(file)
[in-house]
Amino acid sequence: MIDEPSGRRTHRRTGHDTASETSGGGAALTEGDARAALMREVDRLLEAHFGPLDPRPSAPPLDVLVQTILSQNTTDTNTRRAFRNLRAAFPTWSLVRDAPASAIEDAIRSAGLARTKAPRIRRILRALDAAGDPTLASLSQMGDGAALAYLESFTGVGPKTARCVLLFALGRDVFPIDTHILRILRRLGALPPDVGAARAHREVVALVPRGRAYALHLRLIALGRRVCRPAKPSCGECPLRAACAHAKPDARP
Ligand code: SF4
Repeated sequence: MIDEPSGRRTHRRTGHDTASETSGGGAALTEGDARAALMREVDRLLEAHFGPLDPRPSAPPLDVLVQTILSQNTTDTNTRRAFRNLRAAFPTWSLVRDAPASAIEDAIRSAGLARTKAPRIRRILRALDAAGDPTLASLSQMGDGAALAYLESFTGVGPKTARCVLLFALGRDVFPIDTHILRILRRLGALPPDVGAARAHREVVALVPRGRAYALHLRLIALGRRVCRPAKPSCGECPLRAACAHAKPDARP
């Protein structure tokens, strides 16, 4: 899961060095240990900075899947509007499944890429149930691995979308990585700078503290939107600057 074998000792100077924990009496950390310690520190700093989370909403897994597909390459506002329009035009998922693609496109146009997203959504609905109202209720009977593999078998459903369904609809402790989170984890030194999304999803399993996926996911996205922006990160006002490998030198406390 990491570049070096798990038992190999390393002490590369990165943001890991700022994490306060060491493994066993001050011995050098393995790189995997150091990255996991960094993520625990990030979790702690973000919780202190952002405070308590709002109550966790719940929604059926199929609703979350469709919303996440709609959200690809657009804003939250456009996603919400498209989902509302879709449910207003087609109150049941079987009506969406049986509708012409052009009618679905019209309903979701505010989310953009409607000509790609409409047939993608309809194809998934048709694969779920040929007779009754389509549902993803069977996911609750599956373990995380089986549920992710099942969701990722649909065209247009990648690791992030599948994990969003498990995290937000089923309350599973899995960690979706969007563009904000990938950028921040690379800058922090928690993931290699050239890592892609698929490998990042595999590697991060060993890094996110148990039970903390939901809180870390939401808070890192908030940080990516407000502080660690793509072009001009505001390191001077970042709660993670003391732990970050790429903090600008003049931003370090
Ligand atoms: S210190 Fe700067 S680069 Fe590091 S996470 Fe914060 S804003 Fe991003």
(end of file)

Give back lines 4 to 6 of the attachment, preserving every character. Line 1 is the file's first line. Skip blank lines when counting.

Repeated sequence: MIDEPSGRRTHRRTGHDTASETSGGGAALTEGDARAALMREVDRLLEAHFGPLDPRPSAPPLDVLVQTILSQNTTDTNTRRAFRNLRAAFPTWSLVRDAPASAIEDAIRSAGLARTKAPRIRRILRALDAAGDPTLASLSQMGDGAALAYLESFTGVGPKTARCVLLFALGRDVFPIDTHILRILRRLGALPPDVGAARAHREVVALVPRGRAYALHLRLIALGRRVCRPAKPSCGECPLRAACAHAKPDARP
């Protein structure tokens, strides 16, 4: 899961060095240990900075899947509007499944890429149930691995979308990585700078503290939107600057 074998000792100077924990009496950390310690520190700093989370909403897994597909390459506002329009035009998922693609496109146009997203959504609905109202209720009977593999078998459903369904609809402790989170984890030194999304999803399993996926996911996205922006990160006002490998030198406390 990491570049070096798990038992190999390393002490590369990165943001890991700022994490306060060491493994066993001050011995050098393995790189995997150091990255996991960094993520625990990030979790702690973000919780202190952002405070308590709002109550966790719940929604059926199929609703979350469709919303996440709609959200690809657009804003939250456009996603919400498209989902509302879709449910207003087609109150049941079987009506969406049986509708012409052009009618679905019209309903979701505010989310953009409607000509790609409409047939993608309809194809998934048709694969779920040929007779009754389509549902993803069977996911609750599956373990995380089986549920992710099942969701990722649909065209247009990648690791992030599948994990969003498990995290937000089923309350599973899995960690979706969007563009904000990938950028921040690379800058922090928690993931290699050239890592892609698929490998990042595999590697991060060993890094996110148990039970903390939901809180870390939401808070890192908030940080990516407000502080660690793509072009001009505001390191001077970042709660993670003391732990970050790429903090600008003049931003370090
Ligand atoms: S210190 Fe700067 S680069 Fe590091 S996470 Fe914060 S804003 Fe991003």